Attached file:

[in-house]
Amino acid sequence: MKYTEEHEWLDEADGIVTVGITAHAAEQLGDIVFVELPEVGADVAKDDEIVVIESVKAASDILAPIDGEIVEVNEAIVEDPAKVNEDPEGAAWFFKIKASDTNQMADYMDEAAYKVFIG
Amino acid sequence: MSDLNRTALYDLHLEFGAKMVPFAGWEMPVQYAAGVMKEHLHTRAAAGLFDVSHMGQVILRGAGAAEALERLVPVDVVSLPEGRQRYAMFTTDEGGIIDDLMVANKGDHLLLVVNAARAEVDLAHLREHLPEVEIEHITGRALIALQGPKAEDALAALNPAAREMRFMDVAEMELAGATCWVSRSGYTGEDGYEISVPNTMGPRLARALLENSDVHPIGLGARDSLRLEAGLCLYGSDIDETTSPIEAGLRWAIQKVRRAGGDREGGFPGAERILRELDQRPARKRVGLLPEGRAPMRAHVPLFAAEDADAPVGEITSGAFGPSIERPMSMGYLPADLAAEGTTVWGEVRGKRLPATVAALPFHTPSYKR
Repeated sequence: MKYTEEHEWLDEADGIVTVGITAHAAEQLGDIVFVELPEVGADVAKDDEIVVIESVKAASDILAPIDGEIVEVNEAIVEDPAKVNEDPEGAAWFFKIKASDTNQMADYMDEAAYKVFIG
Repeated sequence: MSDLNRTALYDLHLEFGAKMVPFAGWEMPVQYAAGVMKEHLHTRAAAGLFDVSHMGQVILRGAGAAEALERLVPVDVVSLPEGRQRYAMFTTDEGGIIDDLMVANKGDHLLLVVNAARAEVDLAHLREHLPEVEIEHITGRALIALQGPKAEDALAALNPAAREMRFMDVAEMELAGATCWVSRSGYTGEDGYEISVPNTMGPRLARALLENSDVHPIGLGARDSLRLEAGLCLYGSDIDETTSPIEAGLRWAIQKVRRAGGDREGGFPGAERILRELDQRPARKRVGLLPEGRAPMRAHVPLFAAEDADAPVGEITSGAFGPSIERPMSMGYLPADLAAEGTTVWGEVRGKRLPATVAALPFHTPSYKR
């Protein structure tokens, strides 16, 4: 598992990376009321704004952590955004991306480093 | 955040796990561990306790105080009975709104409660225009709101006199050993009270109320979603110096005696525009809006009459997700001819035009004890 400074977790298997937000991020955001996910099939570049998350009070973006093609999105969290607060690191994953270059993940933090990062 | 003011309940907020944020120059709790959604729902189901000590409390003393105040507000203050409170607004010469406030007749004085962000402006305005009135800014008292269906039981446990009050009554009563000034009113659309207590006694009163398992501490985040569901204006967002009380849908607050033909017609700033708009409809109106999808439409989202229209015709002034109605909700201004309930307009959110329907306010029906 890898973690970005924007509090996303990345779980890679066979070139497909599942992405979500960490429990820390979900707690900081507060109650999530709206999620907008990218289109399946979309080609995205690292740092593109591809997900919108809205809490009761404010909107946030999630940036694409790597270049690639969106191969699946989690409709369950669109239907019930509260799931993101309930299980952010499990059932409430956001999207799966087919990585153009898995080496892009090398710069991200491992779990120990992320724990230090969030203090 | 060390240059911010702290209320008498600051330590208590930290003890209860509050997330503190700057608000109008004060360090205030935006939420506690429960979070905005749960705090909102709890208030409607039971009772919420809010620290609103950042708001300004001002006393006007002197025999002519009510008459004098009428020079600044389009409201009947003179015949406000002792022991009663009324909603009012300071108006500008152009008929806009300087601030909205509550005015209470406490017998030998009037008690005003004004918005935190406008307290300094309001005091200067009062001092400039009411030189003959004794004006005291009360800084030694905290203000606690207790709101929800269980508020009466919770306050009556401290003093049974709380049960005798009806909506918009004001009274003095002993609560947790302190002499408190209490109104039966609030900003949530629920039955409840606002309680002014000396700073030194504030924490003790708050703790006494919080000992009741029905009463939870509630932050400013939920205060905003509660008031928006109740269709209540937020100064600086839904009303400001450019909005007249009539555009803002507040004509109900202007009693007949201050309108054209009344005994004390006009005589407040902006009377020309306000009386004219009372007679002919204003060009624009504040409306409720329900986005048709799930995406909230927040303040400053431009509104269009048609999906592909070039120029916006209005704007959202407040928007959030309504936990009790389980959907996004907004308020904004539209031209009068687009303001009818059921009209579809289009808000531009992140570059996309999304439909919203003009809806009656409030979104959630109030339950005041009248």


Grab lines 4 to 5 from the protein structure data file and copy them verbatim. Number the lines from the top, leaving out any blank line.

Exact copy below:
Repeated sequence: MKYTEEHEWLDEADGIVTVGITAHAAEQLGDIVFVELPEVGADVAKDDEIVVIESVKAASDILAPIDGEIVEVNEAIVEDPAKVNEDPEGAAWFFKIKASDTNQMADYMDEAAYKVFIG
Repeated sequence: MSDLNRTALYDLHLEFGAKMVPFAGWEMPVQYAAGVMKEHLHTRAAAGLFDVSHMGQVILRGAGAAEALERLVPVDVVSLPEGRQRYAMFTTDEGGIIDDLMVANKGDHLLLVVNAARAEVDLAHLREHLPEVEIEHITGRALIALQGPKAEDALAALNPAAREMRFMDVAEMELAGATCWVSRSGYTGEDGYEISVPNTMGPRLARALLENSDVHPIGLGARDSLRLEAGLCLYGSDIDETTSPIEAGLRWAIQKVRRAGGDREGGFPGAERILRELDQRPARKRVGLLPEGRAPMRAHVPLFAAEDADAPVGEITSGAFGPSIERPMSMGYLPADLAAEGTTVWGEVRGKRLPATVAALPFHTPSYKR